On March 28, 2012, the “Just Label It” Campaign delivered over one million comments to the FDA in support of labeling genetically engineered foods. The record-breaking set of public comments was amassed in just 180 days.
According to a survey of about 1,000 voters released earlier this week, 91 percent of consumers support labeling of GMO foods. Despite this overwhelming show of support for mandatory labeling, so far the FDA has refused to act.
Although the FDA has declined to discuss the petition specifically, a spokeswoman did say that their position on GMO food labeling is based on the premise that there is no “material difference” between foods containing ingredients from genetically modified crops and foods made from conventional crops. The FDA has maintained the stance that labeling is unnecessary since 2009. But the majority of Americans disagree.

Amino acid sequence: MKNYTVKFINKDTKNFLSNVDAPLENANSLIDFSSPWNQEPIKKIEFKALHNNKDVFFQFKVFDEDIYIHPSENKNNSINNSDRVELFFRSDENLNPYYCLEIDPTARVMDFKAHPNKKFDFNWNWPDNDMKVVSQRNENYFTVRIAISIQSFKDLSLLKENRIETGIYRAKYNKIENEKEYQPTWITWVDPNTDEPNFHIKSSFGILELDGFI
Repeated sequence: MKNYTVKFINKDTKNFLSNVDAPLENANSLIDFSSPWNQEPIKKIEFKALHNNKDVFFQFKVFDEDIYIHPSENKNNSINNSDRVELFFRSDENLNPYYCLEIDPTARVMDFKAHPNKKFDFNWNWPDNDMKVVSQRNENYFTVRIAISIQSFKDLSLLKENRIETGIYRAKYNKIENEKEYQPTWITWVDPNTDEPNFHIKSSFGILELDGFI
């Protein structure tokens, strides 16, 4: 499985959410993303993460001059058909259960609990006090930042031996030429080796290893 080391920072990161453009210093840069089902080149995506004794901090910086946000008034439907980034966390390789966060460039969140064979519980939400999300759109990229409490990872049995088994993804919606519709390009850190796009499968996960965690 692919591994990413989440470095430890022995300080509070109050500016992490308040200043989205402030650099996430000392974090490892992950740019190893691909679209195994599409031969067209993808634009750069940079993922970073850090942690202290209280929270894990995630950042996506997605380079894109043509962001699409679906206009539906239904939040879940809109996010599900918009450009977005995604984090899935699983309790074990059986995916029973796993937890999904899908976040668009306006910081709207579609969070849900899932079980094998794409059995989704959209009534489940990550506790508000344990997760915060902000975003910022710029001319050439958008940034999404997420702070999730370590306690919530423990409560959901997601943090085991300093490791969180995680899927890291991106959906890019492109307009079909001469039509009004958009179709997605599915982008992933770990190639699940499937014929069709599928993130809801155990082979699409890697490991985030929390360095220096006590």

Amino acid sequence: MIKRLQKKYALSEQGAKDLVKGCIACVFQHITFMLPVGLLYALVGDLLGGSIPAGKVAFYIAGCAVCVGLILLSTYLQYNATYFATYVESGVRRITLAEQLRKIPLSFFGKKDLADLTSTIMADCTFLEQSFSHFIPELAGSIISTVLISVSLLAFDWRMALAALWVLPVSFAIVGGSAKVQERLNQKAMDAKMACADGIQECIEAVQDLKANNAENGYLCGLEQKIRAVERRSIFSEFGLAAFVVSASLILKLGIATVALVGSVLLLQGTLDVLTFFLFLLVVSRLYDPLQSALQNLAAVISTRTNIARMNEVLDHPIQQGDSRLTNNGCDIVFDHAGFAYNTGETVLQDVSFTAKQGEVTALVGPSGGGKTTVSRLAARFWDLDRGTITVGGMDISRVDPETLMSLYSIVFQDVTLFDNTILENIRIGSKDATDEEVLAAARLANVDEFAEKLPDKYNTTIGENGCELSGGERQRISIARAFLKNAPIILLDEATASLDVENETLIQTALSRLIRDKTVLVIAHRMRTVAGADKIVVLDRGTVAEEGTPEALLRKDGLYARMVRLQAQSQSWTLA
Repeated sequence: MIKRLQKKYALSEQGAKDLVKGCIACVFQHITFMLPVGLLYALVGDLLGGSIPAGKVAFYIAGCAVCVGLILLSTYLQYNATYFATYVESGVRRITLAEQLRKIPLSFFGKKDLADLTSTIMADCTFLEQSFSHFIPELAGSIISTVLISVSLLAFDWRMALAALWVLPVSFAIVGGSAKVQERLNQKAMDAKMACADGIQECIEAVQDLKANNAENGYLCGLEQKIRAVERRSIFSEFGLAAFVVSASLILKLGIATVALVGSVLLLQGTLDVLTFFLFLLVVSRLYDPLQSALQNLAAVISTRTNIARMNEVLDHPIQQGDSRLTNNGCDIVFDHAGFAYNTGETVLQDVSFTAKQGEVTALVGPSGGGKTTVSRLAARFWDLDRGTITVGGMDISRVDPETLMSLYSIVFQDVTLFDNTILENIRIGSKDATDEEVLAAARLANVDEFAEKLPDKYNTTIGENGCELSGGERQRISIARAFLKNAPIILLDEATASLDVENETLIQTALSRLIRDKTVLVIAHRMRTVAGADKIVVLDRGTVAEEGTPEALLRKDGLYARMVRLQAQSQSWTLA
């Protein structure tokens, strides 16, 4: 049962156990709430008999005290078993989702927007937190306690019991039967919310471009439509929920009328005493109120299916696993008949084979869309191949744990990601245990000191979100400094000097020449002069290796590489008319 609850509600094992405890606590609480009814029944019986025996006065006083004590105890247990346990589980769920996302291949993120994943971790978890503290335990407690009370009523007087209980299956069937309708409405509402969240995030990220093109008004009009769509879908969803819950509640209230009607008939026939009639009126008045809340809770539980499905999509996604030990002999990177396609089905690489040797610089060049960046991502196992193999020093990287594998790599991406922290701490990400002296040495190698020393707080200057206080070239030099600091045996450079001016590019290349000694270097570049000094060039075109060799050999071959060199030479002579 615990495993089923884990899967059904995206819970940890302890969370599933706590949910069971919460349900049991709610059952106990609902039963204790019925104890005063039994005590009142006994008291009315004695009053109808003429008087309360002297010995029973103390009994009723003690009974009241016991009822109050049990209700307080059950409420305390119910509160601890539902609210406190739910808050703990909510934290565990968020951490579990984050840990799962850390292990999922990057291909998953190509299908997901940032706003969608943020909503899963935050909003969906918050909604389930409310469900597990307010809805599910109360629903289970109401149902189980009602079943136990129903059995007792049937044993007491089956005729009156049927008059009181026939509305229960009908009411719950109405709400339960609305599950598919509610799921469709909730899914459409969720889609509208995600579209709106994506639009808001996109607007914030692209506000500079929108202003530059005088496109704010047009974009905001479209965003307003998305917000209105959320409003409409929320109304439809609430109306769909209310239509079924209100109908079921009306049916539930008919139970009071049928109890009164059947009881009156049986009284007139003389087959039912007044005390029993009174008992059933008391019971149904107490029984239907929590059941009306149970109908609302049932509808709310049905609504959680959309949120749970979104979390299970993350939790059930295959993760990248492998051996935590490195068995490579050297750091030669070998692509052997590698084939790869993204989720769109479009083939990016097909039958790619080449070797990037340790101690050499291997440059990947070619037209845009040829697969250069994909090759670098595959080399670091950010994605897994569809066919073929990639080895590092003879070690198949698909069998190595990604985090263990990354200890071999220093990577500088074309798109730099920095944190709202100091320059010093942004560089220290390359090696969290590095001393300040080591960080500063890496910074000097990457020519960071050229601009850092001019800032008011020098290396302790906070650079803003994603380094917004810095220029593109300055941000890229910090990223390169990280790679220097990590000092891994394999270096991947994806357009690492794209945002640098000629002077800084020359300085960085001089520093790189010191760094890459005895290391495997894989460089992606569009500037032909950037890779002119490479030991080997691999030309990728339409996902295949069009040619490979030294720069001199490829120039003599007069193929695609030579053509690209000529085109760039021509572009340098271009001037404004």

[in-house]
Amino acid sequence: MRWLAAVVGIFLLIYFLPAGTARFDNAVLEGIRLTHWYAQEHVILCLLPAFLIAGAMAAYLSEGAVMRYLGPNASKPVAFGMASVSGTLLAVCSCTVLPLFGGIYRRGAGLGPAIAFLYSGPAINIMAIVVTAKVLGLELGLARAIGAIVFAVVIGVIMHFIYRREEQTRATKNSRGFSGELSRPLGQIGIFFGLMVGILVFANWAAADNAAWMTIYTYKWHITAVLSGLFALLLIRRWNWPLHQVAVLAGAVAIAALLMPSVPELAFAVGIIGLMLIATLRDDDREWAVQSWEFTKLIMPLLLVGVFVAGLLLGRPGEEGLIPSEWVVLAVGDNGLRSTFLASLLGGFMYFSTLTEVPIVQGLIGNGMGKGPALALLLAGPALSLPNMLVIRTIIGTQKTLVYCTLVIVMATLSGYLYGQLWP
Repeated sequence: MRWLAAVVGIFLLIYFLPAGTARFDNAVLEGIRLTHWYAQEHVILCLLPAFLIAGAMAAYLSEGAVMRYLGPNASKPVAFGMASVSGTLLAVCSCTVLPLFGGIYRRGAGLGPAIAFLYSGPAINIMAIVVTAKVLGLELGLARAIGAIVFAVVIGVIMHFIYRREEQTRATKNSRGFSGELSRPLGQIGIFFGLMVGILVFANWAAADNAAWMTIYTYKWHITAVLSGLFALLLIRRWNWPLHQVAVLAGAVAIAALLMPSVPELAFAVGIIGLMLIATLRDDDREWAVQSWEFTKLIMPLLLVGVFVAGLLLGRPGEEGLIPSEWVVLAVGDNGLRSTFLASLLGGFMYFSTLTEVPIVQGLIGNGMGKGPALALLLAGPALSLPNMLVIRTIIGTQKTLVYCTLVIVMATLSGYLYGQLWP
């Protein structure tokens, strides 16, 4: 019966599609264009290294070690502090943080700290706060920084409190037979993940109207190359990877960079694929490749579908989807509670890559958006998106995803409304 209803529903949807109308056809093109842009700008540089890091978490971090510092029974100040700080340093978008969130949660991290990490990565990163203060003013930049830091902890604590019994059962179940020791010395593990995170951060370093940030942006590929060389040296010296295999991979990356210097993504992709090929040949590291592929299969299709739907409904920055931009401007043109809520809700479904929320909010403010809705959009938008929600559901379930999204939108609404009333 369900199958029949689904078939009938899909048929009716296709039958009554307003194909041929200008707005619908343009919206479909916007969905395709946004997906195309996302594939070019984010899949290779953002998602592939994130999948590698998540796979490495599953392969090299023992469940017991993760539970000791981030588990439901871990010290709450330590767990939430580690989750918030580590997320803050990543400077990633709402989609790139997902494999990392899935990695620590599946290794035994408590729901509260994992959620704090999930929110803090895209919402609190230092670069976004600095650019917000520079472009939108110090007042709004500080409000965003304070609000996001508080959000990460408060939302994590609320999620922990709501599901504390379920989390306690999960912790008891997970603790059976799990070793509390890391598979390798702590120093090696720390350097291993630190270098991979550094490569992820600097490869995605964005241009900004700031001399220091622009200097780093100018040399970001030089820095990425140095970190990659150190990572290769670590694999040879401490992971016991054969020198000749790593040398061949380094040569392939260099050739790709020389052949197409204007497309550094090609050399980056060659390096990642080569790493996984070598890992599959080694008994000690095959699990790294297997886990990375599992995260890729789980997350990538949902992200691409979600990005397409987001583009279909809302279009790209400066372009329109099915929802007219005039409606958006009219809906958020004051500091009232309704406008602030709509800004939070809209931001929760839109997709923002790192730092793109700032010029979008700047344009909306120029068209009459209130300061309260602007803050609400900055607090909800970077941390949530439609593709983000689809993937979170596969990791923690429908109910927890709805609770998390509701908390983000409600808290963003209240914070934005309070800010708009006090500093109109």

Unsurprisingly, Monsanto and other agricultural biotech seed companies oppose labeling, claiming it misleads consumers into thinking there is a safety issue with GMOs (when clearly there isn’t?) Other opponents believe mandatory labeling would be costly, raising food prices for consumers.
But consumers are demanding GMO labeling good reason. A recent study by the Grocery Manufacturers Association said about 80 percent of packaged foods contain genetically engineered ingredients. The U.S. is now one of only a handful of developed nations that does not require labeling of genetically engineered foods.
Although the FDA hasn’t shown signs of budging, 20 states are reportedly considering requiring their own legislation. For now, it looks like state-level action may be the most effective way to get involved.
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